ESC and how it helps drivers maintain control
What is ESC? Electronic stability control, or ESC, uses the speed sensors on each wheel and the ability to brake individual wheels that are the basis of antilock brakes. ESC adds a control unit that monitors steering wheel angle and vehicle rotation around the vehicle's vertical axis. This unit uses the steering and rotation information to detect that the vehicle is about to travel in a direction different from the one indicated by the steering wheel position. Then ESC automatically brakes the appropriate wheel to help the driver maintain control. In many cases engine power also is reduced.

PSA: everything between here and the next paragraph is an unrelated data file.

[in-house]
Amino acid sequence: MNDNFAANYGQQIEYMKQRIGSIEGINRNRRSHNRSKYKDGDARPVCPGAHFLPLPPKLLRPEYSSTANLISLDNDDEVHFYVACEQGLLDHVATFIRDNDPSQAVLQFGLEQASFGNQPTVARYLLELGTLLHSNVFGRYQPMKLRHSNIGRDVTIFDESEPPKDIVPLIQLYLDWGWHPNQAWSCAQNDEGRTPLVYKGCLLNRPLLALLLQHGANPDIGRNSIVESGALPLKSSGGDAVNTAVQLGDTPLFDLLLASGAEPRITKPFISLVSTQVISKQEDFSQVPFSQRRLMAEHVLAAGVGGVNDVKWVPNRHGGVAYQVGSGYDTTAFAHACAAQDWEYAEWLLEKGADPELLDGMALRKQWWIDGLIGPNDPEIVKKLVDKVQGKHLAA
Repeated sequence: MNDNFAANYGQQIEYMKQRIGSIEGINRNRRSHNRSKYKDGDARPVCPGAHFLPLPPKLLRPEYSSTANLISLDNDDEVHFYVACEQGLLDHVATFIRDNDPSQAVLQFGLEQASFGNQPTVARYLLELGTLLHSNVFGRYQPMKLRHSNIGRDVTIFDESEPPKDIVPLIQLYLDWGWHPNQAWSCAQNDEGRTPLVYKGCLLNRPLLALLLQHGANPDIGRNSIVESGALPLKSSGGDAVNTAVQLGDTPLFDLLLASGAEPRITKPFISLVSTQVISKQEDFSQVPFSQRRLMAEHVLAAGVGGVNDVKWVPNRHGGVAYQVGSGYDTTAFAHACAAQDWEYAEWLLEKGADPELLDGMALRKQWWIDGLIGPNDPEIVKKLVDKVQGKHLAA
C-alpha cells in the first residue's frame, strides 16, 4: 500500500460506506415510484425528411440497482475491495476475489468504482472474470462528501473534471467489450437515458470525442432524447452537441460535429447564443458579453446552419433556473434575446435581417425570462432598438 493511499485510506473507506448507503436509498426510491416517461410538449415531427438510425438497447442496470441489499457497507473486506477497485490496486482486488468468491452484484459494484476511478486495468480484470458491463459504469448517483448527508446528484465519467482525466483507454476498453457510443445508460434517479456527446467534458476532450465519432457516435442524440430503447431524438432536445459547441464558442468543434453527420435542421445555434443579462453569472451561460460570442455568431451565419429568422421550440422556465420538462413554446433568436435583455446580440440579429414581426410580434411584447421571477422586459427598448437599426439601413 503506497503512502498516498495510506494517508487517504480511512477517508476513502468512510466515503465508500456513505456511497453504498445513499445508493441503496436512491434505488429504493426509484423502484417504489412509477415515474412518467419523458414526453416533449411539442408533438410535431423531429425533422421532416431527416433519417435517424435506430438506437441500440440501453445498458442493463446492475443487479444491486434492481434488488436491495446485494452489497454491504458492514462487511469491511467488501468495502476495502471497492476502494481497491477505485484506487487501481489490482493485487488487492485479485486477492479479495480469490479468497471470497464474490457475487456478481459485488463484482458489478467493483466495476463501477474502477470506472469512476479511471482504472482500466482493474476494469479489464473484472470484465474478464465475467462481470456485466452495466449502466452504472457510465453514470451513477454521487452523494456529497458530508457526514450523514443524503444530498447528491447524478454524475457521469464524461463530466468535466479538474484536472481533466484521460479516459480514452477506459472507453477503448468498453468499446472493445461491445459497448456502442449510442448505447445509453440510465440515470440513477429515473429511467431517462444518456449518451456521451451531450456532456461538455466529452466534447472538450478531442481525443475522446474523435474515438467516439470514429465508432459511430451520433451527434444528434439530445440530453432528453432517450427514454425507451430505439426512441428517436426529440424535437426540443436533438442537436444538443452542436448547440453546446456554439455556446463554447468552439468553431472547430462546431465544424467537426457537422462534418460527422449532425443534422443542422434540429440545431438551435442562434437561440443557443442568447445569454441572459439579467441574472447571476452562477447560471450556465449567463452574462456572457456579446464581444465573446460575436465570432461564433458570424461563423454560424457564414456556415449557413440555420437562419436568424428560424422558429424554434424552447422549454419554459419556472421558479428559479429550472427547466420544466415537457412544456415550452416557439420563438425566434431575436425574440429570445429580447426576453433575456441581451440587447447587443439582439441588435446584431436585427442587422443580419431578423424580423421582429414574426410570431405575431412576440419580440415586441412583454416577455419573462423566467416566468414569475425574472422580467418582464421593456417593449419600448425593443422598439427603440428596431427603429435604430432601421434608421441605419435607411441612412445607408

How ESC helps drivers maintain control: A driver loses control when the vehicle goes in a direction different from the one indicated by the position of the steering wheel. This typically occurs when a driver tries to turn very hard (swerve) or to turn on a slippery road. Then the vehicle may understeer or oversteer.
When a vehicle understeers it turns less than the driver intended and continues in a forward direction because the front wheels have insufficient traction. When it oversteers it turns more than the driver intended because the rear end is spinning or sliding out. ESC can prevent understeering and oversteering by briefly braking the appropriate wheel. In many cases engine power also is reduced.